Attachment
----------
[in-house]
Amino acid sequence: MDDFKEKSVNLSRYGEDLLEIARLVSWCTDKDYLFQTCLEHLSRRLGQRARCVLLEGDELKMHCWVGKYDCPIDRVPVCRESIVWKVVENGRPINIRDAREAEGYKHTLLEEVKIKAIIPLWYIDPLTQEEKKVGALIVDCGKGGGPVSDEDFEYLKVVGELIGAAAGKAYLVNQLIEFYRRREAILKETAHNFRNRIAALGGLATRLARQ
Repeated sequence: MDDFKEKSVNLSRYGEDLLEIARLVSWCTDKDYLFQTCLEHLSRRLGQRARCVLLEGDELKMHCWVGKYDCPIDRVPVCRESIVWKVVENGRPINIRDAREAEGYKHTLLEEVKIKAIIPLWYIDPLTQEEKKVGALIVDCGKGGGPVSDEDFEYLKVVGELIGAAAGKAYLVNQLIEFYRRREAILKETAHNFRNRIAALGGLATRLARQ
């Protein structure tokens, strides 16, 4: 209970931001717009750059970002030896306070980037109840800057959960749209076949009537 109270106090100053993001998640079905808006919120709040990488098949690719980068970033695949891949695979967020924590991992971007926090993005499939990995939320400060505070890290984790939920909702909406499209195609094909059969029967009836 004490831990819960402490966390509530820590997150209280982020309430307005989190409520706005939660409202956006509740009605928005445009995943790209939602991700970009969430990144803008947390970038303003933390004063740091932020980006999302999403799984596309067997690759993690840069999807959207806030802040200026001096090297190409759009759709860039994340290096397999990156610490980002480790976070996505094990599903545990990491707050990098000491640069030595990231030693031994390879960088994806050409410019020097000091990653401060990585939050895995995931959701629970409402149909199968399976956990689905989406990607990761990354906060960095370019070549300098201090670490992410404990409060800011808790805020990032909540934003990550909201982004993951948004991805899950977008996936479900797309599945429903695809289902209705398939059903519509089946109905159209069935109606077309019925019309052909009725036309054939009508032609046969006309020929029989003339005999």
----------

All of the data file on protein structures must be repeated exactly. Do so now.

[in-house]
Amino acid sequence: MDDFKEKSVNLSRYGEDLLEIARLVSWCTDKDYLFQTCLEHLSRRLGQRARCVLLEGDELKMHCWVGKYDCPIDRVPVCRESIVWKVVENGRPINIRDAREAEGYKHTLLEEVKIKAIIPLWYIDPLTQEEKKVGALIVDCGKGGGPVSDEDFEYLKVVGELIGAAAGKAYLVNQLIEFYRRREAILKETAHNFRNRIAALGGLATRLARQ
Repeated sequence: MDDFKEKSVNLSRYGEDLLEIARLVSWCTDKDYLFQTCLEHLSRRLGQRARCVLLEGDELKMHCWVGKYDCPIDRVPVCRESIVWKVVENGRPINIRDAREAEGYKHTLLEEVKIKAIIPLWYIDPLTQEEKKVGALIVDCGKGGGPVSDEDFEYLKVVGELIGAAAGKAYLVNQLIEFYRRREAILKETAHNFRNRIAALGGLATRLARQ
């Protein structure tokens, strides 16, 4: 209970931001717009750059970002030896306070980037109840800057959960749209076949009537 109270106090100053993001998640079905808006919120709040990488098949690719980068970033695949891949695979967020924590991992971007926090993005499939990995939320400060505070890290984790939920909702909406499209195609094909059969029967009836 004490831990819960402490966390509530820590997150209280982020309430307005989190409520706005939660409202956006509740009605928005445009995943790209939602991700970009969430990144803008947390970038303003933390004063740091932020980006999302999403799984596309067997690759993690840069999807959207806030802040200026001096090297190409759009759709860039994340290096397999990156610490980002480790976070996505094990599903545990990491707050990098000491640069030595990231030693031994390879960088994806050409410019020097000091990653401060990585939050895995995931959701629970409402149909199968399976956990689905989406990607990761990354906060960095370019070549300098201090670490992410404990409060800011808790805020990032909540934003990550909201982004993951948004991805899950977008996936479900797309599945429903695809289902209705398939059903519509089946109905159209069935109606077309019925019309052909009725036309054939009508032609046969006309020929029989003339005999």